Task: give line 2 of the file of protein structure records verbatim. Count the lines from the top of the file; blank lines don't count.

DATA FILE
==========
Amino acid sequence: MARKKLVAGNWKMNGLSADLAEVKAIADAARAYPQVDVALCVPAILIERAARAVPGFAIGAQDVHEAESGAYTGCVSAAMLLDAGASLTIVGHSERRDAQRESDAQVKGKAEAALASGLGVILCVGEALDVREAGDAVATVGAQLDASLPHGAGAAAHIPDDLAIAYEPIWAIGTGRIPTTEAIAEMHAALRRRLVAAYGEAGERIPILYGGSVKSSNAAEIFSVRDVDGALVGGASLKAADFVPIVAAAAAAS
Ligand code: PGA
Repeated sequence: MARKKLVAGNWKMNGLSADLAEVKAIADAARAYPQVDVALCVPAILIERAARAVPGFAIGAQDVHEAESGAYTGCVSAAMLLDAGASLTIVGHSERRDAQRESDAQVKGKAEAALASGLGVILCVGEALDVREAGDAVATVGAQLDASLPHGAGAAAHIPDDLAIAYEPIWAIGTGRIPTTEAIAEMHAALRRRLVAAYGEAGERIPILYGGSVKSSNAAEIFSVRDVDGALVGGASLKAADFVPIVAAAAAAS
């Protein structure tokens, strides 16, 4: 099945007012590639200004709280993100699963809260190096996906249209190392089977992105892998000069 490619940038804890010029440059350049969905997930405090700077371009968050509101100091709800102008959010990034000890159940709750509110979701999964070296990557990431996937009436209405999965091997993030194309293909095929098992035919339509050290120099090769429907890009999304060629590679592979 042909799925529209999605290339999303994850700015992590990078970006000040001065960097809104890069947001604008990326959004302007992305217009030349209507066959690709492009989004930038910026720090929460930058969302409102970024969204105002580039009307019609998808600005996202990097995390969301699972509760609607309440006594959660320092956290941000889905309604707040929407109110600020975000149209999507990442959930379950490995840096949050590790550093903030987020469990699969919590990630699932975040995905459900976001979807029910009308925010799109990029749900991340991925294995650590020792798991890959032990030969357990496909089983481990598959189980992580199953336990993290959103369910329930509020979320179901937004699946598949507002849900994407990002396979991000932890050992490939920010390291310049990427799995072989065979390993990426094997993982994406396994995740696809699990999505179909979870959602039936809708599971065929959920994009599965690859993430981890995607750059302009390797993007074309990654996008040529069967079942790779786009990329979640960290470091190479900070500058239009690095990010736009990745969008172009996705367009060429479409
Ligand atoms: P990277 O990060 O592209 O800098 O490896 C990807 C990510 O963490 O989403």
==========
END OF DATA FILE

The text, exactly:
Ligand code: PGA